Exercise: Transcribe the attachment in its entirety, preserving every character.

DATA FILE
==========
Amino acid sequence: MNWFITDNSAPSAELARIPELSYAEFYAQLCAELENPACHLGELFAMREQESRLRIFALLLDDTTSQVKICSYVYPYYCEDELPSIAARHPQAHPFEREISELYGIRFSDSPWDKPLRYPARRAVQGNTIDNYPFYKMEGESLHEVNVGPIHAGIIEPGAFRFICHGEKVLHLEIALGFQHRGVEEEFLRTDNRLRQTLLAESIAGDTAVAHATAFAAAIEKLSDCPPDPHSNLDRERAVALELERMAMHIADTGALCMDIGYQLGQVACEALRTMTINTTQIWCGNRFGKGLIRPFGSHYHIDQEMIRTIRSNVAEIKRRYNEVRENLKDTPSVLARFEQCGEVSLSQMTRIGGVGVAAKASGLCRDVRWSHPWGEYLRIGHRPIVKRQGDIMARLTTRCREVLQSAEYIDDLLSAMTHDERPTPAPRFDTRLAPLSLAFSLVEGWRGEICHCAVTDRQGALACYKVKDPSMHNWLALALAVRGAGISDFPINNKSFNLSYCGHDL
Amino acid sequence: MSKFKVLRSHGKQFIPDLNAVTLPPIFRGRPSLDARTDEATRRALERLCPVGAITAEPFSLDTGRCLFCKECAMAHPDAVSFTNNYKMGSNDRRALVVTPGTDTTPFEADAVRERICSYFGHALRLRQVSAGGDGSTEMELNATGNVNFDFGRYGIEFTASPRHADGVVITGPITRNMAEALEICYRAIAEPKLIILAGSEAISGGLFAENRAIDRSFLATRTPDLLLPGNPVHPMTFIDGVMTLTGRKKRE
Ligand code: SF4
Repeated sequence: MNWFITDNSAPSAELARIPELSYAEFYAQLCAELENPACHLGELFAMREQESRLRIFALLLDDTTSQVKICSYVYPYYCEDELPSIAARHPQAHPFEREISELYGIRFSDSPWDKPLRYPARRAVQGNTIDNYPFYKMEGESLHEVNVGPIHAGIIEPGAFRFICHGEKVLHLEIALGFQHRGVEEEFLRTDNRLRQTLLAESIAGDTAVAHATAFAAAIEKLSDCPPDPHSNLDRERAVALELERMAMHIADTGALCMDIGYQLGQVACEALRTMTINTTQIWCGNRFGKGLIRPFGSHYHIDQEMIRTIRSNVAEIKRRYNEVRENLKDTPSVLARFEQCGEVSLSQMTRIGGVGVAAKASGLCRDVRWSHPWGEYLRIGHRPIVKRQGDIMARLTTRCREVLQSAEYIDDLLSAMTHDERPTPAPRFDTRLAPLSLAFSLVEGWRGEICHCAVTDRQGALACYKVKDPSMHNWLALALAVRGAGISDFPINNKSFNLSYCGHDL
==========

Amino acid sequence: MNWFITDNSAPSAELARIPELSYAEFYAQLCAELENPACHLGELFAMREQESRLRIFALLLDDTTSQVKICSYVYPYYCEDELPSIAARHPQAHPFEREISELYGIRFSDSPWDKPLRYPARRAVQGNTIDNYPFYKMEGESLHEVNVGPIHAGIIEPGAFRFICHGEKVLHLEIALGFQHRGVEEEFLRTDNRLRQTLLAESIAGDTAVAHATAFAAAIEKLSDCPPDPHSNLDRERAVALELERMAMHIADTGALCMDIGYQLGQVACEALRTMTINTTQIWCGNRFGKGLIRPFGSHYHIDQEMIRTIRSNVAEIKRRYNEVRENLKDTPSVLARFEQCGEVSLSQMTRIGGVGVAAKASGLCRDVRWSHPWGEYLRIGHRPIVKRQGDIMARLTTRCREVLQSAEYIDDLLSAMTHDERPTPAPRFDTRLAPLSLAFSLVEGWRGEICHCAVTDRQGALACYKVKDPSMHNWLALALAVRGAGISDFPINNKSFNLSYCGHDL
Amino acid sequence: MSKFKVLRSHGKQFIPDLNAVTLPPIFRGRPSLDARTDEATRRALERLCPVGAITAEPFSLDTGRCLFCKECAMAHPDAVSFTNNYKMGSNDRRALVVTPGTDTTPFEADAVRERICSYFGHALRLRQVSAGGDGSTEMELNATGNVNFDFGRYGIEFTASPRHADGVVITGPITRNMAEALEICYRAIAEPKLIILAGSEAISGGLFAENRAIDRSFLATRTPDLLLPGNPVHPMTFIDGVMTLTGRKKRE
Ligand code: SF4
Repeated sequence: MNWFITDNSAPSAELARIPELSYAEFYAQLCAELENPACHLGELFAMREQESRLRIFALLLDDTTSQVKICSYVYPYYCEDELPSIAARHPQAHPFEREISELYGIRFSDSPWDKPLRYPARRAVQGNTIDNYPFYKMEGESLHEVNVGPIHAGIIEPGAFRFICHGEKVLHLEIALGFQHRGVEEEFLRTDNRLRQTLLAESIAGDTAVAHATAFAAAIEKLSDCPPDPHSNLDRERAVALELERMAMHIADTGALCMDIGYQLGQVACEALRTMTINTTQIWCGNRFGKGLIRPFGSHYHIDQEMIRTIRSNVAEIKRRYNEVRENLKDTPSVLARFEQCGEVSLSQMTRIGGVGVAAKASGLCRDVRWSHPWGEYLRIGHRPIVKRQGDIMARLTTRCREVLQSAEYIDDLLSAMTHDERPTPAPRFDTRLAPLSLAFSLVEGWRGEICHCAVTDRQGALACYKVKDPSMHNWLALALAVRGAGISDFPINNKSFNLSYCGHDL